Based on exactly the same (open) system as Wikipedia, the Akvopedia‘s purpose it to gather and share knowledge about low-cost, appropriate technologies that can provide water and sanitation quickly to the world’s poor. It’s about building what Jeroen van der Sommen calls “a shared hydrological memory“.
Photo: Mark Westra takes Nicole van Zurk from Akvo partner Simavi through Akvo’s online tools. International Water House, The Hague, Netherlands. 3 June 2009.
Akvo started up on the UNESCO-IHE campus in Delft – a centre for water education – and we’re now in the International Water House in The Hague, where we share space with some of the most important water knowledge institutions. The people passing through these environments have influenced our approach intensely – experts in appropriate technologies such as Henk Holtslag, one of the world’s leading experts in the field – who argues that there’s a major lack of knowledge about the options available, many of which have only been developed in the last ten years.
In the video below, Mark Tiele Westra, the Akvopedia editor who has worked closely alongside Henk himself, describes who Akvopedia is designed for, and explains a little about how it’s structured so anyone can edit the information.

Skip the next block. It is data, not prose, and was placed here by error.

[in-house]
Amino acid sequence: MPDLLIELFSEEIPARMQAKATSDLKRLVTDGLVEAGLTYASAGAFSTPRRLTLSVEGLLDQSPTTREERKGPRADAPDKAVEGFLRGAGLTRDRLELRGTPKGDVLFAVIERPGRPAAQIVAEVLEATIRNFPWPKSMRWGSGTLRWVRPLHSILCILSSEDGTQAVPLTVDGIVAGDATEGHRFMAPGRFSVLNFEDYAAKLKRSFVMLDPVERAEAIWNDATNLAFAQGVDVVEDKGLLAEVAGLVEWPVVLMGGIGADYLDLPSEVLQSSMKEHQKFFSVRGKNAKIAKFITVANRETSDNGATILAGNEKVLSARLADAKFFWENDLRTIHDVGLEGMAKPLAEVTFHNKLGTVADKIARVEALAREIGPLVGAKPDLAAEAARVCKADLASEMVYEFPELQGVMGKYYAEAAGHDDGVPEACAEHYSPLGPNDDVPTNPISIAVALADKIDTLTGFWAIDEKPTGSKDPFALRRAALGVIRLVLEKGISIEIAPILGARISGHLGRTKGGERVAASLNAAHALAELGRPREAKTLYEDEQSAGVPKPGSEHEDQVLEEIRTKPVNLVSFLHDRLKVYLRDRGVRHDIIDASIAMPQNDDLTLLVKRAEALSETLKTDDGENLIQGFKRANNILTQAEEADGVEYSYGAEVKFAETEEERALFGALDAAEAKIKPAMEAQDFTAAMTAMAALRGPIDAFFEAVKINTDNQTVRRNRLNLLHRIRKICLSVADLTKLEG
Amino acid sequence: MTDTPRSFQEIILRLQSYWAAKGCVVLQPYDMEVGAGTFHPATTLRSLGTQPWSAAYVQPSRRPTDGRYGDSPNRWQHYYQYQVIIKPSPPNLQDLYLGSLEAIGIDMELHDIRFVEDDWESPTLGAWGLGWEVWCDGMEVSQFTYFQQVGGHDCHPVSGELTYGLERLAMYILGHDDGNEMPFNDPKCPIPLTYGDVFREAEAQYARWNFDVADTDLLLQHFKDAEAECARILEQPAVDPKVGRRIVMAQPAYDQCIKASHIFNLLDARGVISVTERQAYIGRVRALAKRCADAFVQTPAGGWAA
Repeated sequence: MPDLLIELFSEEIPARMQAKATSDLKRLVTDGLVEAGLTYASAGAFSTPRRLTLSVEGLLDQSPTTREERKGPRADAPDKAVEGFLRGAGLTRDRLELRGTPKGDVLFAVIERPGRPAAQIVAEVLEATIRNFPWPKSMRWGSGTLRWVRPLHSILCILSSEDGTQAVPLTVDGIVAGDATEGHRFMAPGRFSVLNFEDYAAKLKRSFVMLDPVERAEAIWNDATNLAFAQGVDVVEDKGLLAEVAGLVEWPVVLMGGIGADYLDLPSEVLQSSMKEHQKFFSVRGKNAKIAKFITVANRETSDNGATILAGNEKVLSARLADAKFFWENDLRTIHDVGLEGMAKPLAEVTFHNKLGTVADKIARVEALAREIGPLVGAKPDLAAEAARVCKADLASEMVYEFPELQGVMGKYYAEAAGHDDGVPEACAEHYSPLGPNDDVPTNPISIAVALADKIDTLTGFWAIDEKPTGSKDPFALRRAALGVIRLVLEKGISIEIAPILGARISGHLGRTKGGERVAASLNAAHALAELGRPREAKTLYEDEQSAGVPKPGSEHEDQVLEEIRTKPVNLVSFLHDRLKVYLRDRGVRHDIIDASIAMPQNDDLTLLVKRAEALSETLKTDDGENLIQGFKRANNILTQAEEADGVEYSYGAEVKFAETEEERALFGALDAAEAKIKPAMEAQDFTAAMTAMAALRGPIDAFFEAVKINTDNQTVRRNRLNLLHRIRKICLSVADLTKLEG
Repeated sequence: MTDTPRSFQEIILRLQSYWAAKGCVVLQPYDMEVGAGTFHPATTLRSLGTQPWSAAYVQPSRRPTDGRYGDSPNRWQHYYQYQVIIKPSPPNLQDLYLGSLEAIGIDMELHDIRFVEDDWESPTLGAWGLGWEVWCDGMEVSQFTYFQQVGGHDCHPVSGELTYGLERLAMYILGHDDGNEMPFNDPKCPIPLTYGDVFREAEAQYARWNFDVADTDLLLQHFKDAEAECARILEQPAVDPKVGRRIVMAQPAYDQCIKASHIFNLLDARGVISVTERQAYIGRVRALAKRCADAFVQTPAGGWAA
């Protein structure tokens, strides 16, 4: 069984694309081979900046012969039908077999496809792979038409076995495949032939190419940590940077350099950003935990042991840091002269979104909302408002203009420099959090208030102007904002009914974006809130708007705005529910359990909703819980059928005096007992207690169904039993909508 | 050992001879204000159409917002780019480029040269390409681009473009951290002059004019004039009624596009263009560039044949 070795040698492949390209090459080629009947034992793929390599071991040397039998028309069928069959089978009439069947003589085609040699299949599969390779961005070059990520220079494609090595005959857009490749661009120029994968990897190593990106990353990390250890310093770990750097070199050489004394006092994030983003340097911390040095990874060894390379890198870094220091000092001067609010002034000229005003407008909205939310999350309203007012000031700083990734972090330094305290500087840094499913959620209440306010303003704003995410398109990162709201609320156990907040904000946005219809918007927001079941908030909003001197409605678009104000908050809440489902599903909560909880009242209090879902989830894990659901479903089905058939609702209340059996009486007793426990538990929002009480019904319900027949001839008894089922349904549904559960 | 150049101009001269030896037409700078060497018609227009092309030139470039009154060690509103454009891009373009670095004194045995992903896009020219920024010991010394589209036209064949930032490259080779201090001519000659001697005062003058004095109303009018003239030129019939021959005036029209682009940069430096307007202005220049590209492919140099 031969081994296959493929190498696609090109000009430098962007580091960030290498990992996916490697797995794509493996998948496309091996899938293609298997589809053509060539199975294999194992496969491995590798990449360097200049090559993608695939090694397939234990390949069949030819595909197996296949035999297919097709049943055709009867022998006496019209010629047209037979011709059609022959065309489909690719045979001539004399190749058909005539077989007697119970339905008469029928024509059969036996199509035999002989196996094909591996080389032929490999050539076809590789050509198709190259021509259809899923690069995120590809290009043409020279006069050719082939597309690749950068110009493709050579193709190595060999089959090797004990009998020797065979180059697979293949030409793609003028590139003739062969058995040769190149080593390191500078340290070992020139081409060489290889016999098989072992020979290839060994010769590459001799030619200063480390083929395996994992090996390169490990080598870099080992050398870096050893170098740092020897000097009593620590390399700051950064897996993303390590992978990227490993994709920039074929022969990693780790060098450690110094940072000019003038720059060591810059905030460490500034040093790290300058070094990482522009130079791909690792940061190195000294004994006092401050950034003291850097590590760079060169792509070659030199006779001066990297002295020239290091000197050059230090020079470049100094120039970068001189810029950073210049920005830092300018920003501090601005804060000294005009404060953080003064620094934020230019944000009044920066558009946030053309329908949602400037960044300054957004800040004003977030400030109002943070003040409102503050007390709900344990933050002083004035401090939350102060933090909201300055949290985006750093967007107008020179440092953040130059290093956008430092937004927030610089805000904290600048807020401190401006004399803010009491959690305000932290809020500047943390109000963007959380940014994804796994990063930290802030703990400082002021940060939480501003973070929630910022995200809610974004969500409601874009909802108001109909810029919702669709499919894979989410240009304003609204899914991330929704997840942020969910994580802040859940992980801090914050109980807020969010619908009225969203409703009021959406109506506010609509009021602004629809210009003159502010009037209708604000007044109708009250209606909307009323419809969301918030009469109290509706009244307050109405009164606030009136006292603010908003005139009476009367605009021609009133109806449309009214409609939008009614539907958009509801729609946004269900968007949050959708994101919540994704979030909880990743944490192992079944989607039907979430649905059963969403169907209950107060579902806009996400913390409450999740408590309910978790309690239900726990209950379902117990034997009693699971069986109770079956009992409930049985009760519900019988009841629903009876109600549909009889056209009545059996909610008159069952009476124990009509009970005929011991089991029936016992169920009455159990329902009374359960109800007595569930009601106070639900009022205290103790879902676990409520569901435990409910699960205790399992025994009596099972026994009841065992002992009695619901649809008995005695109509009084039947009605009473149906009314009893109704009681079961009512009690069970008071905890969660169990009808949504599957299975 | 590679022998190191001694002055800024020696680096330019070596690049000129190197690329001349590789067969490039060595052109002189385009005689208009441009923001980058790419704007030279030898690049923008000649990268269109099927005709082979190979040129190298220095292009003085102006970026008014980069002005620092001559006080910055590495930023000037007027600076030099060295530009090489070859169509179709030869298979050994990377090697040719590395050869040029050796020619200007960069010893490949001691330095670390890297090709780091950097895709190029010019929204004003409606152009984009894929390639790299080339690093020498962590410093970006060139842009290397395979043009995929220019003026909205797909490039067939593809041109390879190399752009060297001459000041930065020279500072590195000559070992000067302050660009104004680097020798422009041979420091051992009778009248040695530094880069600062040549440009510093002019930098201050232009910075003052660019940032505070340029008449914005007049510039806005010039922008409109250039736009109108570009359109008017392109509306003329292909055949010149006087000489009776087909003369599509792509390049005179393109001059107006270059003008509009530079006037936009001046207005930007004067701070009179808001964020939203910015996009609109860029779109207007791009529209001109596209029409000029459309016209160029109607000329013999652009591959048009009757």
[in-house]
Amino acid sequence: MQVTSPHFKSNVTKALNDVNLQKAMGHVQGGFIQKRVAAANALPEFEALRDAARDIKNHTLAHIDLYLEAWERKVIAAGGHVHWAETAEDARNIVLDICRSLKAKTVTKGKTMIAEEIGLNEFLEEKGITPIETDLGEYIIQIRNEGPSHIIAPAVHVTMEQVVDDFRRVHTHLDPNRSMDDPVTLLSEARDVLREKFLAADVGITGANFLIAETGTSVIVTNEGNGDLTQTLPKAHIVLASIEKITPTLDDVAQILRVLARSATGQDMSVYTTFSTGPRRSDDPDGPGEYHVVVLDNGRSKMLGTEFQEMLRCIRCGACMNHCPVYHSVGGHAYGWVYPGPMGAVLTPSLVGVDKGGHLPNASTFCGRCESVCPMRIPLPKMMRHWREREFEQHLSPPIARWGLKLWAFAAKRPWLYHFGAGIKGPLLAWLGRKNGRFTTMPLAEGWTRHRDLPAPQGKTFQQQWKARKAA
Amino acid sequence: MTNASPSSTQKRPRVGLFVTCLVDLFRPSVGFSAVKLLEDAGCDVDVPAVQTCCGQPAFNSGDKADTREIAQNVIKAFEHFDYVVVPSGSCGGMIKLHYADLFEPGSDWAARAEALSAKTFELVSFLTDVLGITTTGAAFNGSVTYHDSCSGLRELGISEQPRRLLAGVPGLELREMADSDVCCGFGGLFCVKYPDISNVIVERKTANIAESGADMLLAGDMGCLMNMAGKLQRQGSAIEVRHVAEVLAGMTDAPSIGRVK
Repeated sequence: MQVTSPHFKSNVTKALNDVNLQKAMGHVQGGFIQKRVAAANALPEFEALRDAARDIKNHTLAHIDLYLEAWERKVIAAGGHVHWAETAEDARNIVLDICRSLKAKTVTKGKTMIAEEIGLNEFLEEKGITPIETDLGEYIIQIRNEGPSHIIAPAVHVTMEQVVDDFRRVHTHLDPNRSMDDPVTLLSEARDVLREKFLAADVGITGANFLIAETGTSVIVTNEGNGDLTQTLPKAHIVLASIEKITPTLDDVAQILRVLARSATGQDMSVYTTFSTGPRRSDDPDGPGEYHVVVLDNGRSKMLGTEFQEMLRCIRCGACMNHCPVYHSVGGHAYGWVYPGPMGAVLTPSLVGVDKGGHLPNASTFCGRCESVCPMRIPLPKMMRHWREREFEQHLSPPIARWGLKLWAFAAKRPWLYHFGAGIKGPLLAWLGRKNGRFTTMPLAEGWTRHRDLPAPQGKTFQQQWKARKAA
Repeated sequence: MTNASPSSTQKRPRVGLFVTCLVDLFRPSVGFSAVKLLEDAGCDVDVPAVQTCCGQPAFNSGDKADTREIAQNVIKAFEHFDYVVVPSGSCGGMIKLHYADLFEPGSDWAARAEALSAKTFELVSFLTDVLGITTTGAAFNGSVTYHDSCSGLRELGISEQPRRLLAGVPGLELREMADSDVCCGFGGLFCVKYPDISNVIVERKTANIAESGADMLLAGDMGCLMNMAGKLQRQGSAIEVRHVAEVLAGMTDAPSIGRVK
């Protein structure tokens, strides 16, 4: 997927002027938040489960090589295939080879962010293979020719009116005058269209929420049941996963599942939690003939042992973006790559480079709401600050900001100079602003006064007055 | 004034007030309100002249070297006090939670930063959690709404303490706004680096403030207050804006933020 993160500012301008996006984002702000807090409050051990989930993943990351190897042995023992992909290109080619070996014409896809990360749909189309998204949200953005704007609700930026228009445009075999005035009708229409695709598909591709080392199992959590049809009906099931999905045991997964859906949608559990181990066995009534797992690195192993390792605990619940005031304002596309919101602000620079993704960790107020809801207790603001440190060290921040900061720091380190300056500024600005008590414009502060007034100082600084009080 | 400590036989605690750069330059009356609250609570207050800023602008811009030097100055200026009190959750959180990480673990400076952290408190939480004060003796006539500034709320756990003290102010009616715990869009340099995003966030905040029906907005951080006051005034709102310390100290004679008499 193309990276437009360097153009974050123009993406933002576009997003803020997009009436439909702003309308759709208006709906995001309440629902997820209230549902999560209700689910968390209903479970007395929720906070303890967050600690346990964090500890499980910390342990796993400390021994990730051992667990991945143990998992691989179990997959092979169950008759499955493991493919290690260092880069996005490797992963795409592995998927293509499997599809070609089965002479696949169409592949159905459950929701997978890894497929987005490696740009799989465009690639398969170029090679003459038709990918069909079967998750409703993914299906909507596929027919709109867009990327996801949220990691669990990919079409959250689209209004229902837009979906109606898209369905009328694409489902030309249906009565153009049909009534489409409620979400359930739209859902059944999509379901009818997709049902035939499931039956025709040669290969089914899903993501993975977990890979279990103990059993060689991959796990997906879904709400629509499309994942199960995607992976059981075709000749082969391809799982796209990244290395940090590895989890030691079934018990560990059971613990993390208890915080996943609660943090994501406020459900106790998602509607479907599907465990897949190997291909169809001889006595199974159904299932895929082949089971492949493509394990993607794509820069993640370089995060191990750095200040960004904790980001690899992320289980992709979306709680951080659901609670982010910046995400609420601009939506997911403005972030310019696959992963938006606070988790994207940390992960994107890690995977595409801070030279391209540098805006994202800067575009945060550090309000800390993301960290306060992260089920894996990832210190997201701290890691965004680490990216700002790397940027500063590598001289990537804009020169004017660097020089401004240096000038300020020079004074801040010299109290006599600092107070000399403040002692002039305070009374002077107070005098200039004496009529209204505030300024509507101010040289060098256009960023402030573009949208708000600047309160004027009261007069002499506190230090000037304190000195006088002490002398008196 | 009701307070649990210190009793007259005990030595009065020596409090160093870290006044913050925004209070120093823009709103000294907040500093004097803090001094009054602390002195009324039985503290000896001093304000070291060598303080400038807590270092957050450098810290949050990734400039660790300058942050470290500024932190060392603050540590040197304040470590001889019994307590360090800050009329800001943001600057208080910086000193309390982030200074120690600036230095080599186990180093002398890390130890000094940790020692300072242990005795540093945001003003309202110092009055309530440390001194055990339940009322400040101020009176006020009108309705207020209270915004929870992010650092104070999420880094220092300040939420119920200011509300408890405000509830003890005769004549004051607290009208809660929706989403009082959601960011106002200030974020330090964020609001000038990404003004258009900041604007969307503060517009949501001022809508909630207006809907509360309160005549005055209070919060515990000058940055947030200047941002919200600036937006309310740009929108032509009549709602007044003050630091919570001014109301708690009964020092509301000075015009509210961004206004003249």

Although it’s fully accessible to anyone, Akvopedia (see it here) is not designed for the general public – nor is it designed for the end user of a technology in the field. “It’s for people that work with water and sanitation options. Also the Unicefs and other large organisations, who may never have thought a particular technology was an option.”
Mark also explains how we’re connecting Akvopedia to Akvo Really Simple Reporting, which is building a database of report streams from community-level water and sanitation projects across the developing world.
Connecting knowledge to real projects
“It should also provide a context for the projects. So in Akvo RSR there will be links to details in Akvopedia of the technologies, but it will also work the other way round – so in Akvopedia, there are links to real projects that have used that technology.”
“It’s a very different thing if you see a study of a technology used somewhere, or if you see actual projects, with people trying to use this technology and talking about their experiences.”
We’re really excited about the potential to bring the technologies to life through this closer link between the static knowledge-base and real projects happening at the time. “You can get a much better feeling for a technology. It’s a very different thing if you see a study of a technology used somewhere, or if you see actual projects, with people trying to use this technology and talking about their experiences. That way you get a much better feel for if it could work for you as well.”
So who is the target user for Akvopedia?
“It’s NGOs – people that work in the water and sanitation sector. And those that want to work in this sector. Because what you see is many NGOs who started in one direction – education or health – also take up water and sanitation.”
Mark Charmer is a co-founder of Akvo.